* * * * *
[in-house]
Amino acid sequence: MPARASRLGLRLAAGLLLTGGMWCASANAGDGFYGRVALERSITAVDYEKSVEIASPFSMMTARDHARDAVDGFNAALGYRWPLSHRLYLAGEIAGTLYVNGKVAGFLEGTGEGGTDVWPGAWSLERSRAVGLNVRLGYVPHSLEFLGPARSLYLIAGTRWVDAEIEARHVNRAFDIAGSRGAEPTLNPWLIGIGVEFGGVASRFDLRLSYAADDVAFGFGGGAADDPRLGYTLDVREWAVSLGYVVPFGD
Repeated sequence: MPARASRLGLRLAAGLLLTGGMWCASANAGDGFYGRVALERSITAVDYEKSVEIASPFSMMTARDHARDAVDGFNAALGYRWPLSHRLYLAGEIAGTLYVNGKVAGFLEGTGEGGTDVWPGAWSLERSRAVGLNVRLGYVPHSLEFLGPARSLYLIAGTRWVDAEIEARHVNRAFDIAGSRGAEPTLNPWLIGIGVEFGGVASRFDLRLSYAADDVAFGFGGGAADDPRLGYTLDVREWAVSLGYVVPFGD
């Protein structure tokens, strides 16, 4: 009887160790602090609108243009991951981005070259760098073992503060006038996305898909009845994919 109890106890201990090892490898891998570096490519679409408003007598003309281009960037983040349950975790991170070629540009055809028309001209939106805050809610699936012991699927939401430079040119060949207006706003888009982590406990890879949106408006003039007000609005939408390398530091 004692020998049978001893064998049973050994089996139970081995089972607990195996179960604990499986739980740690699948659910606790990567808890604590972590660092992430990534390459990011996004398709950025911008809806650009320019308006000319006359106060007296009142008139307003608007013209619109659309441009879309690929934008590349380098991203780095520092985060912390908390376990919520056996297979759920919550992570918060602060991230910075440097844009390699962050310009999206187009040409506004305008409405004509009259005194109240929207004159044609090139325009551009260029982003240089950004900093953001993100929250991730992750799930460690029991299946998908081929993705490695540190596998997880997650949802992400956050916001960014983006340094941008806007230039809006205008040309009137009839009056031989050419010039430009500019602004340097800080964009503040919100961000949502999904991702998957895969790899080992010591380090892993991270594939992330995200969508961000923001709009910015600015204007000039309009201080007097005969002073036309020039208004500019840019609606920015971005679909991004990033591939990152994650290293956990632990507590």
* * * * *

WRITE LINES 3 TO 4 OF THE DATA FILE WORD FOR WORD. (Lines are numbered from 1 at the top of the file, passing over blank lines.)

Repeated sequence: MPARASRLGLRLAAGLLLTGGMWCASANAGDGFYGRVALERSITAVDYEKSVEIASPFSMMTARDHARDAVDGFNAALGYRWPLSHRLYLAGEIAGTLYVNGKVAGFLEGTGEGGTDVWPGAWSLERSRAVGLNVRLGYVPHSLEFLGPARSLYLIAGTRWVDAEIEARHVNRAFDIAGSRGAEPTLNPWLIGIGVEFGGVASRFDLRLSYAADDVAFGFGGGAADDPRLGYTLDVREWAVSLGYVVPFGD
């Protein structure tokens, strides 16, 4: 009887160790602090609108243009991951981005070259760098073992503060006038996305898909009845994919 109890106890201990090892490898891998570096490519679409408003007598003309281009960037983040349950975790991170070629540009055809028309001209939106805050809610699936012991699927939401430079040119060949207006706003888009982590406990890879949106408006003039007000609005939408390398530091 004692020998049978001893064998049973050994089996139970081995089972607990195996179960604990499986739980740690699948659910606790990567808890604590972590660092992430990534390459990011996004398709950025911008809806650009320019308006000319006359106060007296009142008139307003608007013209619109659309441009879309690929934008590349380098991203780095520092985060912390908390376990919520056996297979759920919550992570918060602060991230910075440097844009390699962050310009999206187009040409506004305008409405004509009259005194109240929207004159044609090139325009551009260029982003240089950004900093953001993100929250991730992750799930460690029991299946998908081929993705490695540190596998997880997650949802992400956050916001960014983006340094941008806007230039809006205008040309009137009839009056031989050419010039430009500019602004340097800080964009503040919100961000949502999904991702998957895969790899080992010591380090892993991270594939992330995200969508961000923001709009910015600015204007000039309009201080007097005969002073036309020039208004500019840019609606920015971005679909991004990033591939990152994650290293956990632990507590």